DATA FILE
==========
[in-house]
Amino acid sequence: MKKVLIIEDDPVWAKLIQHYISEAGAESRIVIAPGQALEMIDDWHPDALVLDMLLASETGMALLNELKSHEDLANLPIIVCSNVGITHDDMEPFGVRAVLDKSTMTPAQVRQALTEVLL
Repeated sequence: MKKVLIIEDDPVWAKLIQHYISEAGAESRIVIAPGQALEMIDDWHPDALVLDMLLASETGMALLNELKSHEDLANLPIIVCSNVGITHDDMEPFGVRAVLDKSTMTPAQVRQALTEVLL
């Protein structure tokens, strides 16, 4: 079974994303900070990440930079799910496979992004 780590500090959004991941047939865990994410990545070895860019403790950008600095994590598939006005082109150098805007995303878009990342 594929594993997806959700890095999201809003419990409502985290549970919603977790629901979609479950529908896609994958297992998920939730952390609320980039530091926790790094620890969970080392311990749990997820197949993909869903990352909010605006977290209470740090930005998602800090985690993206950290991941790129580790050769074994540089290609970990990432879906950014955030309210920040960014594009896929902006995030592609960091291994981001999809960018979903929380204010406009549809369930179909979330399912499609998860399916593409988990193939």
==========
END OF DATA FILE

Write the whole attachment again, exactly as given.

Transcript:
[in-house]
Amino acid sequence: MKKVLIIEDDPVWAKLIQHYISEAGAESRIVIAPGQALEMIDDWHPDALVLDMLLASETGMALLNELKSHEDLANLPIIVCSNVGITHDDMEPFGVRAVLDKSTMTPAQVRQALTEVLL
Repeated sequence: MKKVLIIEDDPVWAKLIQHYISEAGAESRIVIAPGQALEMIDDWHPDALVLDMLLASETGMALLNELKSHEDLANLPIIVCSNVGITHDDMEPFGVRAVLDKSTMTPAQVRQALTEVLL
């Protein structure tokens, strides 16, 4: 079974994303900070990440930079799910496979992004 780590500090959004991941047939865990994410990545070895860019403790950008600095994590598939006005082109150098805007995303878009990342 594929594993997806959700890095999201809003419990409502985290549970919603977790629901979609479950529908896609994958297992998920939730952390609320980039530091926790790094620890969970080392311990749990997820197949993909869903990352909010605006977290209470740090930005998602800090985690993206950290991941790129580790050769074994540089290609970990990432879906950014955030309210920040960014594009896929902006995030592609960091291994981001999809960018979903929380204010406009549809369930179909979330399912499609998860399916593409988990193939």